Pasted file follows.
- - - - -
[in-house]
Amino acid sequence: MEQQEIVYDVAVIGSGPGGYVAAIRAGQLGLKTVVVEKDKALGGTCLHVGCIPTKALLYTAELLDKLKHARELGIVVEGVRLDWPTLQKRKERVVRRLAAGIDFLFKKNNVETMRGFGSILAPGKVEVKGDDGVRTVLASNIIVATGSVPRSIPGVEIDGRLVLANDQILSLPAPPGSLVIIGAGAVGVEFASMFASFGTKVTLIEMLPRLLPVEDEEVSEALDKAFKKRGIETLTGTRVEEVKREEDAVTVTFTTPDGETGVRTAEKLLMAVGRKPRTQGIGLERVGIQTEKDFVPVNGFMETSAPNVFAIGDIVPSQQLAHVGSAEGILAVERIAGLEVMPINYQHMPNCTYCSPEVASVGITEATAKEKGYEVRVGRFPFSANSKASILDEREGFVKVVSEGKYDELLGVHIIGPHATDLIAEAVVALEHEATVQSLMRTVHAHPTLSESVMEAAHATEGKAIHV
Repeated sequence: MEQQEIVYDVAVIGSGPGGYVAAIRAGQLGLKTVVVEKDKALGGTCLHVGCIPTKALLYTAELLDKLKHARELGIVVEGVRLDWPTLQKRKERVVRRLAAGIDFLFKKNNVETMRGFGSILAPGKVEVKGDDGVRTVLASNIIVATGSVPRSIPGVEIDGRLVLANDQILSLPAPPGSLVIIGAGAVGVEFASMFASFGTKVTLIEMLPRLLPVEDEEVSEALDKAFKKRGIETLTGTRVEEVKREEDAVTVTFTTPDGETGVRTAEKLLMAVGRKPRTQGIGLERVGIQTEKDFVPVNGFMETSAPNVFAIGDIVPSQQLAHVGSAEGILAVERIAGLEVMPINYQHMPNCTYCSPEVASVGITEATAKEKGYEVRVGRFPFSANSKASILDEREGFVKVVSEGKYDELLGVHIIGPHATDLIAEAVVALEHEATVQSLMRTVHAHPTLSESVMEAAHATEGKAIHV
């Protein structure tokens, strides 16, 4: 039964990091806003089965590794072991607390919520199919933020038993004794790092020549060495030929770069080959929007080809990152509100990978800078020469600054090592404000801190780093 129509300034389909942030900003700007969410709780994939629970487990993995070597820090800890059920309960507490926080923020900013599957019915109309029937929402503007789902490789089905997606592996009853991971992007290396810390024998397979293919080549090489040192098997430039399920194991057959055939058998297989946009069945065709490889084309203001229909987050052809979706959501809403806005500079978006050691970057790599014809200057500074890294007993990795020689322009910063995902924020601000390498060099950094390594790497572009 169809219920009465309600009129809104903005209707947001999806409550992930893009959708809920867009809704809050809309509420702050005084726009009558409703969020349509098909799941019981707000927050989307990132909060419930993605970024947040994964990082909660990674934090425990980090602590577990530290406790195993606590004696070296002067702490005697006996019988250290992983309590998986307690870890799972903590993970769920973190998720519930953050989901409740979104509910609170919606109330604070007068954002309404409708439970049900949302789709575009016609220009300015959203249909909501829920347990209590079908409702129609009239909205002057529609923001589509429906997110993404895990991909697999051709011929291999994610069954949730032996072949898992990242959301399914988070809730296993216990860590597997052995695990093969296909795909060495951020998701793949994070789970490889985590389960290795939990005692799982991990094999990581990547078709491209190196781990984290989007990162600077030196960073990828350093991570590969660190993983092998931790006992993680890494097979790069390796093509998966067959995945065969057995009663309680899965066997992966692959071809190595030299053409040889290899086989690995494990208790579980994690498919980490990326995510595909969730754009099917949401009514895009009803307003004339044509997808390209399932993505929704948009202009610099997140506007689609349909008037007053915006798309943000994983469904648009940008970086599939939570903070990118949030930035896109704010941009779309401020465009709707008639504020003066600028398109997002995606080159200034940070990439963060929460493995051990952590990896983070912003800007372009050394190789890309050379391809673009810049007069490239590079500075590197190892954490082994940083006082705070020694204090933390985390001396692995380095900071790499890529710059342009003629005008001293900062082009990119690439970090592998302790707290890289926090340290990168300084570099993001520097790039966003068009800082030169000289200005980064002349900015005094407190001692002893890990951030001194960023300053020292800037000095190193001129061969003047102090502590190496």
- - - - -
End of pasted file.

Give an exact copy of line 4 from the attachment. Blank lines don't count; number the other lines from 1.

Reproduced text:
């Protein structure tokens, strides 16, 4: 039964990091806003089965590794072991607390919520199919933020038993004794790092020549060495030929770069080959929007080809990152509100990978800078020469600054090592404000801190780093 129509300034389909942030900003700007969410709780994939629970487990993995070597820090800890059920309960507490926080923020900013599957019915109309029937929402503007789902490789089905997606592996009853991971992007290396810390024998397979293919080549090489040192098997430039399920194991057959055939058998297989946009069945065709490889084309203001229909987050052809979706959501809403806005500079978006050691970057790599014809200057500074890294007993990795020689322009910063995902924020601000390498060099950094390594790497572009 169809219920009465309600009129809104903005209707947001999806409550992930893009959708809920867009809704809050809309509420702050005084726009009558409703969020349509098909799941019981707000927050989307990132909060419930993605970024947040994964990082909660990674934090425990980090602590577990530290406790195993606590004696070296002067702490005697006996019988250290992983309590998986307690870890799972903590993970769920973190998720519930953050989901409740979104509910609170919606109330604070007068954002309404409708439970049900949302789709575009016609220009300015959203249909909501829920347990209590079908409702129609009239909205002057529609923001589509429906997110993404895990991909697999051709011929291999994610069954949730032996072949898992990242959301399914988070809730296993216990860590597997052995695990093969296909795909060495951020998701793949994070789970490889985590389960290795939990005692799982991990094999990581990547078709491209190196781990984290989007990162600077030196960073990828350093991570590969660190993983092998931790006992993680890494097979790069390796093509998966067959995945065969057995009663309680899965066997992966692959071809190595030299053409040889290899086989690995494990208790579980994690498919980490990326995510595909969730754009099917949401009514895009009803307003004339044509997808390209399932993505929704948009202009610099997140506007689609349909008037007053915006798309943000994983469904648009940008970086599939939570903070990118949030930035896109704010941009779309401020465009709707008639504020003066600028398109997002995606080159200034940070990439963060929460493995051990952590990896983070912003800007372009050394190789890309050379391809673009810049007069490239590079500075590197190892954490082994940083006082705070020694204090933390985390001396692995380095900071790499890529710059342009003629005008001293900062082009990119690439970090592998302790707290890289926090340290990168300084570099993001520097790039966003068009800082030169000289200005980064002349900015005094407190001692002893890990951030001194960023300053020292800037000095190193001129061969003047102090502590190496």